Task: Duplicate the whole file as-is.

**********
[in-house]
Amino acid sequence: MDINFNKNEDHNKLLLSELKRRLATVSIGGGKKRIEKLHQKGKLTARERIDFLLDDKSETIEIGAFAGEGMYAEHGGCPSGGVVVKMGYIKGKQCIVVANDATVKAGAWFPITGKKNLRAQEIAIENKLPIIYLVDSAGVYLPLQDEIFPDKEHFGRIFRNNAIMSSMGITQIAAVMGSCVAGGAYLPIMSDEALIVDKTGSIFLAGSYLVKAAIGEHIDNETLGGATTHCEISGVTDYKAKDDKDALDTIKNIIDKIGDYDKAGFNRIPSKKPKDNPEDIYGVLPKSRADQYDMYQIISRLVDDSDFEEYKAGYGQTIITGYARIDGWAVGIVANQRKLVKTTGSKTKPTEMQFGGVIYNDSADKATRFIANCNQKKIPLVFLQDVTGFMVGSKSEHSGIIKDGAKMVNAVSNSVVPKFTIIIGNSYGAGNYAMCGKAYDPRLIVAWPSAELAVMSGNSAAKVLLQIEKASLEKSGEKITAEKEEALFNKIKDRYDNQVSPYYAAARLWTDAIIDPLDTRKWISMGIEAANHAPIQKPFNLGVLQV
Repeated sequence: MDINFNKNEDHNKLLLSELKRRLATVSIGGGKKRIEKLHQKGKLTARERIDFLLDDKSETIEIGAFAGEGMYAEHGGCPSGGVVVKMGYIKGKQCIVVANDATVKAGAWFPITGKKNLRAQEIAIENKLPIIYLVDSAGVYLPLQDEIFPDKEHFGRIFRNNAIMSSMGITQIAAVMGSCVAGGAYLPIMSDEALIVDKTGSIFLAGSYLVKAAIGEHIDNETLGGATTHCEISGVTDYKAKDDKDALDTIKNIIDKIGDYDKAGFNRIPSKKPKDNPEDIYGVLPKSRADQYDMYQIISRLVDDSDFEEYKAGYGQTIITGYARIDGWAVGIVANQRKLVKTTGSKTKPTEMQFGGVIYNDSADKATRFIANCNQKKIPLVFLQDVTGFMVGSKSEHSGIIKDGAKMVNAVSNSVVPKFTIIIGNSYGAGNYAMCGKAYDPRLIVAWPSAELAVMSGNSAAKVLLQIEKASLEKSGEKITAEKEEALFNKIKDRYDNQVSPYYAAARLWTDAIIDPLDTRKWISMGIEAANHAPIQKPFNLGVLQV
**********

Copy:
[in-house]
Amino acid sequence: MDINFNKNEDHNKLLLSELKRRLATVSIGGGKKRIEKLHQKGKLTARERIDFLLDDKSETIEIGAFAGEGMYAEHGGCPSGGVVVKMGYIKGKQCIVVANDATVKAGAWFPITGKKNLRAQEIAIENKLPIIYLVDSAGVYLPLQDEIFPDKEHFGRIFRNNAIMSSMGITQIAAVMGSCVAGGAYLPIMSDEALIVDKTGSIFLAGSYLVKAAIGEHIDNETLGGATTHCEISGVTDYKAKDDKDALDTIKNIIDKIGDYDKAGFNRIPSKKPKDNPEDIYGVLPKSRADQYDMYQIISRLVDDSDFEEYKAGYGQTIITGYARIDGWAVGIVANQRKLVKTTGSKTKPTEMQFGGVIYNDSADKATRFIANCNQKKIPLVFLQDVTGFMVGSKSEHSGIIKDGAKMVNAVSNSVVPKFTIIIGNSYGAGNYAMCGKAYDPRLIVAWPSAELAVMSGNSAAKVLLQIEKASLEKSGEKITAEKEEALFNKIKDRYDNQVSPYYAAARLWTDAIIDPLDTRKWISMGIEAANHAPIQKPFNLGVLQV
Repeated sequence: MDINFNKNEDHNKLLLSELKRRLATVSIGGGKKRIEKLHQKGKLTARERIDFLLDDKSETIEIGAFAGEGMYAEHGGCPSGGVVVKMGYIKGKQCIVVANDATVKAGAWFPITGKKNLRAQEIAIENKLPIIYLVDSAGVYLPLQDEIFPDKEHFGRIFRNNAIMSSMGITQIAAVMGSCVAGGAYLPIMSDEALIVDKTGSIFLAGSYLVKAAIGEHIDNETLGGATTHCEISGVTDYKAKDDKDALDTIKNIIDKIGDYDKAGFNRIPSKKPKDNPEDIYGVLPKSRADQYDMYQIISRLVDDSDFEEYKAGYGQTIITGYARIDGWAVGIVANQRKLVKTTGSKTKPTEMQFGGVIYNDSADKATRFIANCNQKKIPLVFLQDVTGFMVGSKSEHSGIIKDGAKMVNAVSNSVVPKFTIIIGNSYGAGNYAMCGKAYDPRLIVAWPSAELAVMSGNSAAKVLLQIEKASLEKSGEKITAEKEEALFNKIKDRYDNQVSPYYAAARLWTDAIIDPLDTRKWISMGIEAANHAPIQKPFNLGVLQV